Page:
Nebraska Indian Community College plans to train drone operators so that farmers and ranchers can get a bird’s-eye view of their operations.
For the college, the goal is for newly minted drone operators to partner with insurance companies, agricultural producers and federal agencies to help detect problems or analyze crops from afar.
The idea is moving forward because of a new round of grant funding from Fayetteville, Ark.-based Native American Agriculture Fund. Nebraska Indian Community College received a little less than $200,000 through a two-year grant to launch the new program.
“The grant money is huge,” NICC President Dr. Michael Oltrogge told Tribal Business News. “This gives us all kinds of opportunities.”
The Nebraska Indian Community College grant was part of a $14 million round of funding awarded to 54 organizations last week. Recipients ranged from Native community development financial institutions to tribes to Native-focused nonprofit organizations, all with the central goal of improving the circumstances for Native farmers and ranchers, according to NAAF Executive Director Toni Stanger-McLaughlin.
“We’re focusing on trying to solve the problems that our farmers and ranchers face when they want to get their product to market,” Stanger-McLaughlin said.
According to a fact sheet from NAAF, the grants will provide direct capital to projects that could ultimately affect more than 120,000 producers in 26 states. The money will support everything from educational programs such as NICC’s drone initiative to direct financial assistance through aid to Native CDFIs such as Akiptan, which provides loans and technical assistance to Native agricultural producers across the country.
Eagle Butte, S.D.-based Akiptan received $2.5 million in grant funding, which will fund both a market study and direct capital financing for Native producers, said Executive Director Skya Ducheneaux.
“The market study will better help us identify the needs in the Native ag industry so that we can better serve our producers,” Ducheneaux told Tribal Business News. “We hope to make a deep and lasting financial impact with our producers to set them up to thrive at their operations.”
Ducheneaux said the organization reacted with a “mix of gratitude and excitement” when it received word about the grant.
“There was excitement because our project was funded, but also gratitude because it is truly humbling to have NAAF’s support with our projects and programs,” she said.
Albuquerque, N.M.-based nonprofit Healthy Futures received a little more than $150,000 to help New Mexico producers improve their financial literacy and marketing skills.
According to Project Director Raphael Nevins, the grant will enable Healthy Futures to hire Native experts to work directly with clients to “meet them where they are,” providing customized advice and mentorship based on each person’s needs.
“Some are quite experienced. We might be able to help them develop a brand and learn how to sell their products at various supermarkets they haven’t been able to reach, or develop a cooperative,” Nevins said. “Then we have found that for the younger farmer, they need resources. They need to learn how to manage their labor, how to assess the value and compare the benefits of growing one crop over another, so we might help them learn how to do that.”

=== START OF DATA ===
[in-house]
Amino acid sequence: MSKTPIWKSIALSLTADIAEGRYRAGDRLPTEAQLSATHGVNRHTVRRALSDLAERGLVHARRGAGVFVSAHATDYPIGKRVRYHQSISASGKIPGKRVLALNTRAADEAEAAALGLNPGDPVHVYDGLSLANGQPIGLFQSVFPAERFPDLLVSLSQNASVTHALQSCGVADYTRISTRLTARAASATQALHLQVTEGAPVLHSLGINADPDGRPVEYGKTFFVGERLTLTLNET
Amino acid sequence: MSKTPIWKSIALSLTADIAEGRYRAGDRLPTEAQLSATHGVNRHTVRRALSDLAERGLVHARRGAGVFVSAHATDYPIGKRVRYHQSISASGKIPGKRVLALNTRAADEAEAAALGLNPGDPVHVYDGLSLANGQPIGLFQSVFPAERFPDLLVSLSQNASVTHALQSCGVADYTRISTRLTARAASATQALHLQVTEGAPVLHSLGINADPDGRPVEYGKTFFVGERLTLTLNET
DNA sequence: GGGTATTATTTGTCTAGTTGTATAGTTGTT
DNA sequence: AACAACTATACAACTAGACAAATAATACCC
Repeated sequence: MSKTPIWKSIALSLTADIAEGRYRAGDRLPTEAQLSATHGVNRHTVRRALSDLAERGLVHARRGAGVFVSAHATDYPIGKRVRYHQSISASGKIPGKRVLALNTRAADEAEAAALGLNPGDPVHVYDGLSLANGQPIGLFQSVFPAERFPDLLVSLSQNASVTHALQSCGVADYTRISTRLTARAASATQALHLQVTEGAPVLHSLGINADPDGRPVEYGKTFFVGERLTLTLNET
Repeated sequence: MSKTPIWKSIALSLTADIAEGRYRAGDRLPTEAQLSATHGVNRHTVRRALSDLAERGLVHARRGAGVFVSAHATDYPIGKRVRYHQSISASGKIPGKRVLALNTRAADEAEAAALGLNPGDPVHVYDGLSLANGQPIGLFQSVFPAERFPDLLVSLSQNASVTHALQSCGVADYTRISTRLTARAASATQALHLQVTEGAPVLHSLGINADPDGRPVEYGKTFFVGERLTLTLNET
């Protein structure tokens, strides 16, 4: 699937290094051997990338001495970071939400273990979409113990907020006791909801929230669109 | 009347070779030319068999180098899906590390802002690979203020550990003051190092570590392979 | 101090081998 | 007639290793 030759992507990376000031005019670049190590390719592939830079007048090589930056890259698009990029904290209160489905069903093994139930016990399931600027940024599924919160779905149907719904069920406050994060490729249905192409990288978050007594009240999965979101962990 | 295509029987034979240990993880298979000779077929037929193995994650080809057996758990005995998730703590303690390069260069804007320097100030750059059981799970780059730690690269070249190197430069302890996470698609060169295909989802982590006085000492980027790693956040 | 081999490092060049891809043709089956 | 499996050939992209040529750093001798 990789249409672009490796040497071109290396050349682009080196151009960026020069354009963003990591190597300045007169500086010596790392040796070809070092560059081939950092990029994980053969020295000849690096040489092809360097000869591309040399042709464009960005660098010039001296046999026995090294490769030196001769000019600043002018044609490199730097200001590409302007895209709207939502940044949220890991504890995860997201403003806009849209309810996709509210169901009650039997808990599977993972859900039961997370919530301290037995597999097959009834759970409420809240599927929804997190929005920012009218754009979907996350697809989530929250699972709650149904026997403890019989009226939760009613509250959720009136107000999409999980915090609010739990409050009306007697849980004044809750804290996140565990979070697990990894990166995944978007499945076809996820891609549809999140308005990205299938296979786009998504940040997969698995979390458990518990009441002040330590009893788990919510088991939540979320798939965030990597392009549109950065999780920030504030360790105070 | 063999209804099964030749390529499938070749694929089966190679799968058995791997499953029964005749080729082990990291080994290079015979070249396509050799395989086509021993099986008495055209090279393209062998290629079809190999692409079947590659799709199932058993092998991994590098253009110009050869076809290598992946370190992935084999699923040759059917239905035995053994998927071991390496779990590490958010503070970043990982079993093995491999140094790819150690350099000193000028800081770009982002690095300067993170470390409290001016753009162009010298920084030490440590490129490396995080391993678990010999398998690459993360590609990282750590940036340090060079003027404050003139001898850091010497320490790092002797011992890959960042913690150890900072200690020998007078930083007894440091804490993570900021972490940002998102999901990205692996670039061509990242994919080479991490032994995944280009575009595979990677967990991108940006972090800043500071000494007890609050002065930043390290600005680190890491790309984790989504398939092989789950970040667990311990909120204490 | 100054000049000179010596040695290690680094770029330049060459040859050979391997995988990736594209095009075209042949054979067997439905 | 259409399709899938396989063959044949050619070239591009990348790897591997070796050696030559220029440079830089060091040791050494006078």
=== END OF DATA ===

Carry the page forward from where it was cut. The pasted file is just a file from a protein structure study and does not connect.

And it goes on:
Nevins said Healthy Futures was “quite pleased” to receive the award.
“We are one of maybe three or four organizations like this in New Mexico, so we’re quite honored to be chosen as one of the recipients, along with some other worthy entities,” he said.
A new approach
The 2021 round marked the third year of grantmaking for NAAF, which was founded in 2018 using money from the 1999 Keepseagle v. Vilsack settlement in which Native farmers and ranchers were compensated for years of discriminatory treatment by the U.S. Department of Agriculture’s loan programs.
As NAAF entered into its third year, the organization tried a new approach to its application process, introducing capped and base amounts for individual grants rather than generalized pools of funding, Stanger-McLaughlin said.
“In the past, we had a pool of funding by eligible entity type,” she said. “They would apply for the full $2 million and they would write with $2 million in mind.”
By creating caps and bases, grantees had a better idea of what their final budget would look like for each grant, Stanger-McLaughlin said.
“We hope that will enable them to start their application sooner. We won’t have to negotiate the budget, but it also helps them plan, and we’re going to keep that structure going forward,” she said.
NAAF also worked to expand its list of eligible grantees, focusing in particular on educational institutions. A fact sheet notes that grants went to seven such organizations this year.
As well, training and education projects represented two of the top three funded areas in the most recent round of grants.
“We would really like to focus on tribal colleges and universities. We did some specific outreach to them. We’re going to continue to do that,” Stanger-McLaughlin said. “Those are the types of continuing education and problem solving that we hope live a long time.”
With the addition of this year’s grantees, NAAF now has more than 300 active grants, Stanger-McLaughlin noted, adding that she hopes renewed survey efforts will help grow that base even more.
“We’re going to have a survey, and we can adapt our requests for funding annually to try to meet those needs,” Stanger-McLaughlin said. “We’re going to continue to adapt to the needs of Indian Country.”
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